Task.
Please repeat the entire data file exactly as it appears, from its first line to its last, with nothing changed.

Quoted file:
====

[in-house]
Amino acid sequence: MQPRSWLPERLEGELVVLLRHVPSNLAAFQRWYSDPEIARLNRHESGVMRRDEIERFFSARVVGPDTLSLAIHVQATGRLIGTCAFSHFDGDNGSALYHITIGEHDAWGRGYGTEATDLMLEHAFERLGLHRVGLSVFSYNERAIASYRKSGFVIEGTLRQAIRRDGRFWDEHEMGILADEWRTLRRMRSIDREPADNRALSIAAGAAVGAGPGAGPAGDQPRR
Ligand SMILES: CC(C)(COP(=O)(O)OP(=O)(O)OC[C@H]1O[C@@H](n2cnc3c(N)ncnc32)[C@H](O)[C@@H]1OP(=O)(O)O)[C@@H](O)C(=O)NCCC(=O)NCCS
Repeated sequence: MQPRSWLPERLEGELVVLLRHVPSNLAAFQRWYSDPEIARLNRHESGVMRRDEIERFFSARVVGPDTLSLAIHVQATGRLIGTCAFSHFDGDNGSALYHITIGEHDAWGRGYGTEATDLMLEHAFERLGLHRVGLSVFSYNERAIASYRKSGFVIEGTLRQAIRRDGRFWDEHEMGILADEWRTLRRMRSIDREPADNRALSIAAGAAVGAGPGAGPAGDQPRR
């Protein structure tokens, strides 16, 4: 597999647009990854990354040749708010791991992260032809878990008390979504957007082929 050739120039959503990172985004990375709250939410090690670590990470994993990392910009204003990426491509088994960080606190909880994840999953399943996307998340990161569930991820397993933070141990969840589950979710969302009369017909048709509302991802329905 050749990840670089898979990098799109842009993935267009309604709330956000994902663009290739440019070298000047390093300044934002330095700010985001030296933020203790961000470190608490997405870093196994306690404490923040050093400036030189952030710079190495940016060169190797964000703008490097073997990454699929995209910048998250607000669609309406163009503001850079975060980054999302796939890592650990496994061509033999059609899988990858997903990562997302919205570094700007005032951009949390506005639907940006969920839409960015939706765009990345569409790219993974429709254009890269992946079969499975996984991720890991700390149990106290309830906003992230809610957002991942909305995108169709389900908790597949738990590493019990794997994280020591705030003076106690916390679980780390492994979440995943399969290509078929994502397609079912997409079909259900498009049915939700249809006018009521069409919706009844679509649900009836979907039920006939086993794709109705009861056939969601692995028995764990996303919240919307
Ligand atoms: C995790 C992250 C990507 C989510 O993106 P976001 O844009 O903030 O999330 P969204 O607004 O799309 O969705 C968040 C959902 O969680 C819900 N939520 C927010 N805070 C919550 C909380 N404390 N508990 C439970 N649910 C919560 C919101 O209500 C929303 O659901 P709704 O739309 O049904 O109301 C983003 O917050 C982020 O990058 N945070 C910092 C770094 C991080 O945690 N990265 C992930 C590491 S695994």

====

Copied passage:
[in-house]
Amino acid sequence: MQPRSWLPERLEGELVVLLRHVPSNLAAFQRWYSDPEIARLNRHESGVMRRDEIERFFSARVVGPDTLSLAIHVQATGRLIGTCAFSHFDGDNGSALYHITIGEHDAWGRGYGTEATDLMLEHAFERLGLHRVGLSVFSYNERAIASYRKSGFVIEGTLRQAIRRDGRFWDEHEMGILADEWRTLRRMRSIDREPADNRALSIAAGAAVGAGPGAGPAGDQPRR
Ligand SMILES: CC(C)(COP(=O)(O)OP(=O)(O)OC[C@H]1O[C@@H](n2cnc3c(N)ncnc32)[C@H](O)[C@@H]1OP(=O)(O)O)[C@@H](O)C(=O)NCCC(=O)NCCS
Repeated sequence: MQPRSWLPERLEGELVVLLRHVPSNLAAFQRWYSDPEIARLNRHESGVMRRDEIERFFSARVVGPDTLSLAIHVQATGRLIGTCAFSHFDGDNGSALYHITIGEHDAWGRGYGTEATDLMLEHAFERLGLHRVGLSVFSYNERAIASYRKSGFVIEGTLRQAIRRDGRFWDEHEMGILADEWRTLRRMRSIDREPADNRALSIAAGAAVGAGPGAGPAGDQPRR
């Protein structure tokens, strides 16, 4: 597999647009990854990354040749708010791991992260032809878990008390979504957007082929 050739120039959503990172985004990375709250939410090690670590990470994993990392910009204003990426491509088994960080606190909880994840999953399943996307998340990161569930991820397993933070141990969840589950979710969302009369017909048709509302991802329905 050749990840670089898979990098799109842009993935267009309604709330956000994902663009290739440019070298000047390093300044934002330095700010985001030296933020203790961000470190608490997405870093196994306690404490923040050093400036030189952030710079190495940016060169190797964000703008490097073997990454699929995209910048998250607000669609309406163009503001850079975060980054999302796939890592650990496994061509033999059609899988990858997903990562997302919205570094700007005032951009949390506005639907940006969920839409960015939706765009990345569409790219993974429709254009890269992946079969499975996984991720890991700390149990106290309830906003992230809610957002991942909305995108169709389900908790597949738990590493019990794997994280020591705030003076106690916390679980780390492994979440995943399969290509078929994502397609079912997409079909259900498009049915939700249809006018009521069409919706009844679509649900009836979907039920006939086993794709109705009861056939969601692995028995764990996303919240919307
Ligand atoms: C995790 C992250 C990507 C989510 O993106 P976001 O844009 O903030 O999330 P969204 O607004 O799309 O969705 C968040 C959902 O969680 C819900 N939520 C927010 N805070 C919550 C909380 N404390 N508990 C439970 N649910 C919560 C919101 O209500 C929303 O659901 P709704 O739309 O049904 O109301 C983003 O917050 C982020 O990058 N945070 C910092 C770094 C991080 O945690 N990265 C992930 C590491 S695994």